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The Trinity Lutheran Decision: The Supreme Court Expands Free Exercise Rights

The Trinity Lutheran Decision: The Supreme Court Expands Free Exercise Rights

| August 23, 2017

The First Amendment of the United States Constitution has two provisions concerning religion: one prohibiting the government from establishing any religion; and the other guaranteeing each individual the free exercise of religion.  On June 26, 2017, the United States Supreme Court issued its decision in Trinity Lutheran Church v. Comer, the leading case in the […]

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The Supreme Court and Religious Freedom

The Supreme Court and Religious Freedom

| August 18, 2015

News about the 2015 term of the United States Supreme Court was dominated by its decision in Obergefell v. Hodges, which required all States to allow same sex marriage.  In that decision, many Christians, churches, and commentators see a potential challenge to (or restriction on) the freedom to exercise religion.  Will churches be required to […]

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The Supreme Court, Same Sex Marriage, and the Definition of Liberty

The Supreme Court, Same Sex Marriage, and the Definition of Liberty

| July 9, 2015

On June 26, 2015, the United States Supreme Court ended the ongoing national democratic debate over same-sex marriage. The majority opinion written by Justice Kennedy and the four dissents debated issues that reached to the core of American political and social institutions – issues such as Separation of Powers,  Principles of Constitutional Interpretation, the Definition […]

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Indiana, RFRA, and the “Free Exercise of Religion”

Indiana, RFRA, and the “Free Exercise of Religion”

| April 14, 2015

The firestorm of controversy that erupted over Indiana’s Religious Freedom Restoration Act (RFRA) has renewed the question, centuries old in America, over what it means to “freely exercise religion” in daily life and particularly in commerce.  It is debated in the solemnity of courtrooms and in the anger of street demonstrations.  It moves the champions […]

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Minister’s Housing Allowance Survives Challenge

Minister’s Housing Allowance Survives Challenge

| November 18, 2014

In a big win for churches and other religious organizations, the United States Court of Appeals for the Seventh Circuit has reversed a District Court decision which had declared the Minister’s Housing Allowance to be unconstitutional.  The decision (issued on November 13, 2014) preserves the annual $700 million tax break given to religious organizations and […]

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Hobby Lobby Decision: What It Means For Business and For Christians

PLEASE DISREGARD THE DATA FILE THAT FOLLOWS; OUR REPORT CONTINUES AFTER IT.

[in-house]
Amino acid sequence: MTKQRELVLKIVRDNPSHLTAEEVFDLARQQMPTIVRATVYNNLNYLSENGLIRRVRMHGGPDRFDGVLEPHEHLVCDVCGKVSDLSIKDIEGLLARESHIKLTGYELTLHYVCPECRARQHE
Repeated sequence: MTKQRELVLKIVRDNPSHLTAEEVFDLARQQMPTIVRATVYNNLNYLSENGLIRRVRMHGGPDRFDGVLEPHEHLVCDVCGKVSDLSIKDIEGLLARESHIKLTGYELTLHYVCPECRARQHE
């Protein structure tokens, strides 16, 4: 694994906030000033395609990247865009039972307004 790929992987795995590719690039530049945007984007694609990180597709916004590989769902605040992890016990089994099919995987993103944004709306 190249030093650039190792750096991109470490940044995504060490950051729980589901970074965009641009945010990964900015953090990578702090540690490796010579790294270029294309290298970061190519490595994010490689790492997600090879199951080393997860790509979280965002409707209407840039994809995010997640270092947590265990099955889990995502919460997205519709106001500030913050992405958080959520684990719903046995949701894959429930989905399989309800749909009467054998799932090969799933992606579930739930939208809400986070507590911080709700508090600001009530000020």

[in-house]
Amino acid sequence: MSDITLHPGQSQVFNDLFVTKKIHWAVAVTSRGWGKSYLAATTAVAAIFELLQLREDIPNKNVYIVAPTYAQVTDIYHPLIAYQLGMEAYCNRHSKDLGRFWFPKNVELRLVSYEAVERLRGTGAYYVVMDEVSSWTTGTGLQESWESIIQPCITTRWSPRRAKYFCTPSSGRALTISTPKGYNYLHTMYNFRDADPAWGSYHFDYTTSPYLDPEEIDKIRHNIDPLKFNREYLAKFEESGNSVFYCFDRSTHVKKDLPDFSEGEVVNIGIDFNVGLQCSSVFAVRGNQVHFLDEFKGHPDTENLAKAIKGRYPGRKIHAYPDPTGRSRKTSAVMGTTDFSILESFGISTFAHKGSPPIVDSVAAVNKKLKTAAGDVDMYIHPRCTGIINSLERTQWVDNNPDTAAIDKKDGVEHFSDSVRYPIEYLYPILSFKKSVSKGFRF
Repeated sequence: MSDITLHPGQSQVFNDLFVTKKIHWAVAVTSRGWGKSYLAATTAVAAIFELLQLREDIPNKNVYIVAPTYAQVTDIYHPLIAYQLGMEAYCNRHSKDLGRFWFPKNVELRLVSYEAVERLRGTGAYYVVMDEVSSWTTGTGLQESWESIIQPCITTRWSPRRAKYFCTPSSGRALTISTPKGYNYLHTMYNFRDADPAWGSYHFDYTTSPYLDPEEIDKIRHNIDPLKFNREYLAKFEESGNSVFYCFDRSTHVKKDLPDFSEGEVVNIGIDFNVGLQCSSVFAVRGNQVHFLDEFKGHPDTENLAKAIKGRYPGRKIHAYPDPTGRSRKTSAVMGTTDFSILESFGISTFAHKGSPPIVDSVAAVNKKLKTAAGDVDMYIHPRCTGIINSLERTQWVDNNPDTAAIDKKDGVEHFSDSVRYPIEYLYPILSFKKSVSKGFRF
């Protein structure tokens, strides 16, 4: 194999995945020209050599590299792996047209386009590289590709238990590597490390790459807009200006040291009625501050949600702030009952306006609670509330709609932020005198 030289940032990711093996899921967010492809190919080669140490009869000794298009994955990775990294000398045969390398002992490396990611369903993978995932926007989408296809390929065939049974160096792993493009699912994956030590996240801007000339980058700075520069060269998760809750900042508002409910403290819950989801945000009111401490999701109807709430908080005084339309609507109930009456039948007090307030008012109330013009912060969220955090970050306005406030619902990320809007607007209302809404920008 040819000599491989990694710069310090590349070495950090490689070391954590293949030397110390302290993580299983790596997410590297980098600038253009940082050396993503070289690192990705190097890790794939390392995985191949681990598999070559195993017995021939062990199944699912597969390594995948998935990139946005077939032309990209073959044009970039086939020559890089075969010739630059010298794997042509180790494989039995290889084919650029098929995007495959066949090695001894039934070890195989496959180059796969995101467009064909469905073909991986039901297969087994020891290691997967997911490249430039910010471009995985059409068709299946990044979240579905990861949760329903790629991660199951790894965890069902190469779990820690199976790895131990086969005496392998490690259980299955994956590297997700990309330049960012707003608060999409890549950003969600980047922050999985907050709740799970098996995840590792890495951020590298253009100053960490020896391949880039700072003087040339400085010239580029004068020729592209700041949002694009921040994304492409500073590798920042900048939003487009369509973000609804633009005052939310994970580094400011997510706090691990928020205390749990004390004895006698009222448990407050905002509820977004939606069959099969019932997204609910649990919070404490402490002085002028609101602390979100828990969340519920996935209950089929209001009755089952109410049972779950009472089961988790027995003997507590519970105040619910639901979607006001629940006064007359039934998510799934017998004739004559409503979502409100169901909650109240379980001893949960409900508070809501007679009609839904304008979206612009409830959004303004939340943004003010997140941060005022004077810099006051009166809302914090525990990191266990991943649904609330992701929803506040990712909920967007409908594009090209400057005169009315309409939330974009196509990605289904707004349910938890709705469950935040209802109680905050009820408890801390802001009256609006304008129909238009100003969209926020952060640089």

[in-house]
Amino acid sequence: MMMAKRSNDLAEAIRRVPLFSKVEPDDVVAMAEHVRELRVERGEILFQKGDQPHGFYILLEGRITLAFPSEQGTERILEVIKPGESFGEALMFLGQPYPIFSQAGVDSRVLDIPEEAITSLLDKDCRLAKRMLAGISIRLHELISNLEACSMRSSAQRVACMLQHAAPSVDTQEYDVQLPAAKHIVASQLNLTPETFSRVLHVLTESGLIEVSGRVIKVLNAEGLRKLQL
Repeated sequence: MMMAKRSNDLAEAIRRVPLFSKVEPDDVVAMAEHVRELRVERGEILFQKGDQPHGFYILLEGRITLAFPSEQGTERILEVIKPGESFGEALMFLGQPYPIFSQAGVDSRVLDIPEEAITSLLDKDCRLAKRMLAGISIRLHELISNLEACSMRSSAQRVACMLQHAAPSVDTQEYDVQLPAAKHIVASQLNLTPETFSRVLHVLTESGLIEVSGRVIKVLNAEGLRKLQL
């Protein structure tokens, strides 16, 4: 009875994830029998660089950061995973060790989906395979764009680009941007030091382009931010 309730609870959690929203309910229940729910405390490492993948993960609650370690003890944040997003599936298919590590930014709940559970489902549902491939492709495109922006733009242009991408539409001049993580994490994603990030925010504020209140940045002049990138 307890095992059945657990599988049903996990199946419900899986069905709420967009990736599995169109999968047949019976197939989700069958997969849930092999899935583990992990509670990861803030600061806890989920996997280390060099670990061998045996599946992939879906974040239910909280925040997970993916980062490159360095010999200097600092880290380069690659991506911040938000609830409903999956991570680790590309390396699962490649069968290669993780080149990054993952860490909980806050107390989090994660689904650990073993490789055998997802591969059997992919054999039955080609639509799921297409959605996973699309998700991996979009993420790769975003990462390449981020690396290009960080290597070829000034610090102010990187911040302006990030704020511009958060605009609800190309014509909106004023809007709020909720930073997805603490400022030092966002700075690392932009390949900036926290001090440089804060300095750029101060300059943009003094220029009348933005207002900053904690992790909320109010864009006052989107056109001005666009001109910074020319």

Hobby Lobby Decision: What It Means For Business and For Christians

| July 7, 2014

On June 30, 2014 the Supreme Court issued its much anticipated decision in Burwell v. Hobby Lobby Stores, Inc. ruling in favor of Christians in business who have religious objections to the Patient Protection and Affordable Care Act (commonly known as “Obamacare”).  The five justices in the majority described their holding as “very specific” and […]

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Court Expands Rights of Churches to Build

Court Expands Rights of Churches to Build

| June 6, 2014

Churches have long faced challenges in zoning and local land use ordinances when looking to build.  Legal disputes have pitted the right of the Church to religious freedom against the right of the local community to regulate and/or restrict land use.  Now, the United States Court of Appeals for the Fourth Circuit has issued a […]

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How to Use Christian Mediation to Resolve Legal Disputes

How to Use Christian Mediation to Resolve Legal Disputes

| May 5, 2014

The Scripture has a direct prohibition against Christians bringing a legal claim against another of the faith. Paul chides the Corinthians for “going to law before the unrighteous” with claims against other Christians. He says that the very filing of such a suit is “already an utter failure” and that it is better to accept […]

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Religious Freedom Before the Supreme Court: The Hobby Lobby Arguments

Religious Freedom Before the Supreme Court: The Hobby Lobby Arguments

| April 6, 2014

The most intensely debated field of law right now is the right of freedom of religion in the business community. The debates have been in the forefront of the news, as the Hobby Lobby case came before the United States Supreme Court. On March 25, 2014, the Supreme Court heard the case of Sebelius v. […]

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Privacy in America — Is This the New Normal?

Privacy in America — Is This the New Normal?

| March 13, 2014

Two cases decided in Federal District Courts have the potential to remake the law concerning the Fourth Amendment’s protection against unreasonable searches, and the right to personal privacy which is embedded in it. The two cases concern the same subject matter, were decided only days apart, and point in dramatically different directions; raising issues that […]

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